258. Joyce Sizemore was born on Jun. 19, 1933 and died on an unknown date.

18th Generation (Great(15)-grandchildren)
259. Sherwood T. Turner, Jr. was born on Sep. 6, 1938 in Denver, CO. He marriedMary Elaine Olsonon Oct. 8, 1958 in Denver, Colorado, USA.Mary Elaine was born on Aug. 2, 1940.

Children of Sherwood T. Turner, Jr. and Mary Elaine Olson i. 281. Kent Edward Turner was born on Jan. 6, 1967 in CO. ii. 282. Richard Allan Turner was born on Jul. 16, 1964 in CO. iii. 283. Ronald Keith Turnerwas born on Mar. 31, 1959 in Denver, Colorado, USA. iv. 284. Gloria Jean Turner was born on Aug. 26, 1961. 260. David Roy Turnerwas born on Nov. 8, 1940 in Denver, CO. He marriedConstance Bartlett on Aug. 26, 1962 in Bird City, Kansas. Constance, daughter of Wilbur Allen Bartlett and Edith Belle Banister was born on Dec. 19, 1941 in St. , Francis, KS.

Other events in the life of David Roy Turner Military Service Ft. Leonardwood, MO U.S. Army Reserve Graduation 1959 Religion Presbyterian Graduation 1964 Greely, CO graduated from Colorado State College, now University of Northern Colorado with BA in Business Education Graduation 1968 Ft. Collins, CO graduated from Colorado State University with Masters of Educaton in School of Administration Retired 2004 retired as school administrator Census 2007 Greeley, CO moved to Greeley, CO after living in Colorado Springs, CO for 17 years Children of David Roy Turnerand Constance Bartlett i. 285. Debra Beneth Turner was born on Aug. 19, 1963 in Greeley, CO. ii. 286. Pamela Rachelle Turner was born on Feb. 22, 1967 in Wheat Ridge, CO. 261. Beverly Ann Turnerwas born on Oct. 11, 1935 in Denver, CO and died on Mar. 24, 1980. She married Eugene R. Schoenberg on Oct. 18, 1953. Eugene R. was born on Jun. 7, 1931 in Denver, CO and died on Nov. 1, 1997 in Wheat Ridge, CO.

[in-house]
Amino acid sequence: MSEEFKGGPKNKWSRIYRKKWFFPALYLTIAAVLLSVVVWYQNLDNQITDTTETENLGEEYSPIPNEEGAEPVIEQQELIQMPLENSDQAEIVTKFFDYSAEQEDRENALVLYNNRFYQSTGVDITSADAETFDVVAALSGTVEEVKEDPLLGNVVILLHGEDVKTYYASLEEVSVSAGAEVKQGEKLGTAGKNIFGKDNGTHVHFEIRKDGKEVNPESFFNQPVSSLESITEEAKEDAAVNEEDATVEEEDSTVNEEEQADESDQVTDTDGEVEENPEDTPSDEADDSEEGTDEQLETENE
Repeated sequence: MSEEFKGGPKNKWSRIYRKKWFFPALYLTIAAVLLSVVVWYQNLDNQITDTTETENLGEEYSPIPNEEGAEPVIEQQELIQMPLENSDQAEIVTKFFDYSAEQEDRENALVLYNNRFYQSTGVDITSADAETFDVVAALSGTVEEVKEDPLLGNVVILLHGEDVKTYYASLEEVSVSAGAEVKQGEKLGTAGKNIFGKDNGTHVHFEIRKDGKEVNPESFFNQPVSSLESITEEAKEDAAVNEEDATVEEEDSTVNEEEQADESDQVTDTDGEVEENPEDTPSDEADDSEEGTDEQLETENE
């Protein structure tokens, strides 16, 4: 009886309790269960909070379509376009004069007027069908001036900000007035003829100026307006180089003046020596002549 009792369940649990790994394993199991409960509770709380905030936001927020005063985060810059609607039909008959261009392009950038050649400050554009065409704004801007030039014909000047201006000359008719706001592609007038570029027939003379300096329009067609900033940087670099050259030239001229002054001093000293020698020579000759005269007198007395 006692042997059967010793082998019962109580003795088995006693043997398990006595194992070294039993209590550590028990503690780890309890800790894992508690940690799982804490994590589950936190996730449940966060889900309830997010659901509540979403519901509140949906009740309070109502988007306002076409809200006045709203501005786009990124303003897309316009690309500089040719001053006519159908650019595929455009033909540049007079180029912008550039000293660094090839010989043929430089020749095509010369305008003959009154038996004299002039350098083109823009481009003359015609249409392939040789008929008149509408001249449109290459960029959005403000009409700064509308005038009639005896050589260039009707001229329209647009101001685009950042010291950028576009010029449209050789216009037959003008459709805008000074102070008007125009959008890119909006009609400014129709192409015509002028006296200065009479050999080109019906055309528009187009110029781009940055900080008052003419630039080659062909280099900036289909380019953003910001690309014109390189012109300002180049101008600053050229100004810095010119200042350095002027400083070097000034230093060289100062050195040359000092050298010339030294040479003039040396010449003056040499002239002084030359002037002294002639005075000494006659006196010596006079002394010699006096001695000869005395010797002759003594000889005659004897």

Other events in the life of Eugene R. Schoenberg Burial Arvada Cemetery, Arvada, CO

Descendants of: Thomas Brock

Page 47 of 145

Children of Beverly Ann Turnerand Eugene R. Schoenberg i. 287. Steven Dale Schoenberg was born on May 19, 1959. ii. 288. Karen Kay Schoenberg was born on Jan. 24, 1962. iii. 289. Robert Phillip Schoenbergwas born on Sep. 13, 1966. 262. Lloyd I. Taylorwas born on Jun. 22, 1943 in San Diego, CA and died STILL ALIVE.